Fathers James Keiter, left, and Owen Korte discuss collaborative leadership in a video presented during a virtual conference hosted Oct. 1 at the chancery in Omaha. The online meeting focused on the next step in the implementation of the archdiocese’s pastoral vision. SCREENSHOT/ARCHDIOCESE OF OMAHA


Archdiocese’s ‘big goal’: build missional parishes

Father James Keiter envisions a radical and inspiring picture of the Church.

“My biggest dream, my biggest hope is … where it’s second nature (for people) to have conversations about the faith, about their walk with the Lord, their experience or encounters and what it’s done for them,” said the pastor of three parishes in Cedar and Knox counties.

That image reflects the pastoral vision of Archbishop George J. Lucas for the whole archdiocese. He introduced the next step in its implementation at a virtual conference Oct. 1: Within the next six years, every parish in the archdiocese will become a “missional community.”

The archbishop’s announcement of the “big goal” was the highlight of the conference, which was hosted at the chancery in Omaha. More than 800 priests and parish leaders from throughout the archdiocese, plus archdiocesan staff, attended via the internet.

During his opening comments, Archbishop Lucas stressed the need to “embrace the challenges that Jesus gave to the first disciples of sharing the light of the Gospel, and offering that in a generous and joyful way to as many people as we can.”

The archbishop spoke of the difficulties the Church has faced during the pandemic, but noted that there were already challenges for parishes before the pandemic in the form of declining numbers of Catholics participating in parish life.


To survive and grow, parishes must move beyond maintenance mode, said Father Keiter, pastor of All Saints and Holy Family parishes in Cedar County, and St. Rose of Lima Parish in Crofton.

“Statistically, we see the results of parishes in maintenance mode,” he said. “We see lower Mass attendance … smaller (numbers) of registered parishioners … significant drops in the younger folks 35 and under registering in parishes and attending Mass.”

But the goal is about more than numbers, Father Keiter said. It’s about spreading the joy of the Gospel.

“We need to be open to this, because God has so much more for us. This is about every individual parishioner experiencing joy that is complete … in abundance, because that’s what Jesus says he wants for us.”

And that means encountering and falling in love with Jesus, he said.

“Our Catholic faith without a love story is just rules, commandments and traditions, and people don’t stay connected to that. We need to encounter Jesus, to encounter that love story he has for us, and get hooked into that.”


In 2016, the Archdiocese of Omaha discerned and developed a pastoral vision and accompanying priorities to guide the Church of Northeast Nebraska into the future.

That vision, “One Church – encountering Jesus, equipping disciples and living mercy,” has been the impetus for much activity in parishes around the archdiocese since then, such as training and empowering parish leaders in forming small faith-sharing, Bible study and prayer groups to help parishioners encounter Jesus in their lives and become disciples themselves.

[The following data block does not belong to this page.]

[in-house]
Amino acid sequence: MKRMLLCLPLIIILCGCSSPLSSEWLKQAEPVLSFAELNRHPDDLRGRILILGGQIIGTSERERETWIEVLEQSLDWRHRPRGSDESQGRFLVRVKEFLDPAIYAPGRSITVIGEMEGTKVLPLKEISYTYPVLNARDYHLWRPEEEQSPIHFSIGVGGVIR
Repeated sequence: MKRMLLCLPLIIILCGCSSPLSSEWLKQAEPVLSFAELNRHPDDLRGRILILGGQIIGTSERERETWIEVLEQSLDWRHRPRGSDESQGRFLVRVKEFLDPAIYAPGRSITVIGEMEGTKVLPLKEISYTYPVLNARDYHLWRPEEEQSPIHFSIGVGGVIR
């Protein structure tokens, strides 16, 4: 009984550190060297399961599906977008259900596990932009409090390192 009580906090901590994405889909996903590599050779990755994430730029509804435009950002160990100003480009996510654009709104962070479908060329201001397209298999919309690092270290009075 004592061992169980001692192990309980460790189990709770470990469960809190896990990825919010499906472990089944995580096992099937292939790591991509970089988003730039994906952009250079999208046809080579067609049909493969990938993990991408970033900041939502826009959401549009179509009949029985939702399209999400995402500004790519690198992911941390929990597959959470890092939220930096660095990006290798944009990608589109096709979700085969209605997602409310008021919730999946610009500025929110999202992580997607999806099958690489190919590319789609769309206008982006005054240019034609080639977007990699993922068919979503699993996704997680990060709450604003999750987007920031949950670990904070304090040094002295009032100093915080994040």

For example, Father Owen Korte, pastor of Holy Trinity Parish in Hartington and St. Michael Parish in Coleridge, said more than 35 parishioners have received training.

Most formed their own individual small groups, which were blossoming until the pandemic forced limitations on gatherings.

He said plans are being considered for future outreach, which could include brief faith testimonials before Masses every month or two, reaching out through social media and holding classes on prayer.

Father Korte said building missional parishes requires a culture change and mindset shift for parishioners, especially since it’s difficult in small towns because things like people’s faith lives “are kept so private.”

“They have to have a personal encounter with Christ themselves,” said Father Korte. “If it’s something that’s really important to them, their faith becomes important, and then they’re not afraid to share it.”

“I’ve repeated a number of times in my homilies, that today … practicing the faith is not good enough.” And he asks the question, “How many of your kids are still going to church?”

A reason he cites for their absence is “that they don’t have that personal spark inside them that functions on its own,” without being told to.

“I have to have a personal experience with it, and it has to mean something to me,” he said.


“I think our pastoral vision continues to be a good source of inspiration and something that draws us ahead into the future,” said Archbishop Lucas during the conference.

“Right at the heart of it is what we might call the rhythm of discipleship,” he said. “We know that the Lord wants to equip us, to send us out.”

And that “sending out” to fallen away Catholics and those who haven’t received Jesus’ healing message, is the next step in bringing the pastoral vision to full realization.

“I’m challenging myself and I offer the challenge to you to think that God has something really big in mind for us right now,” the archbishop told conference participants.

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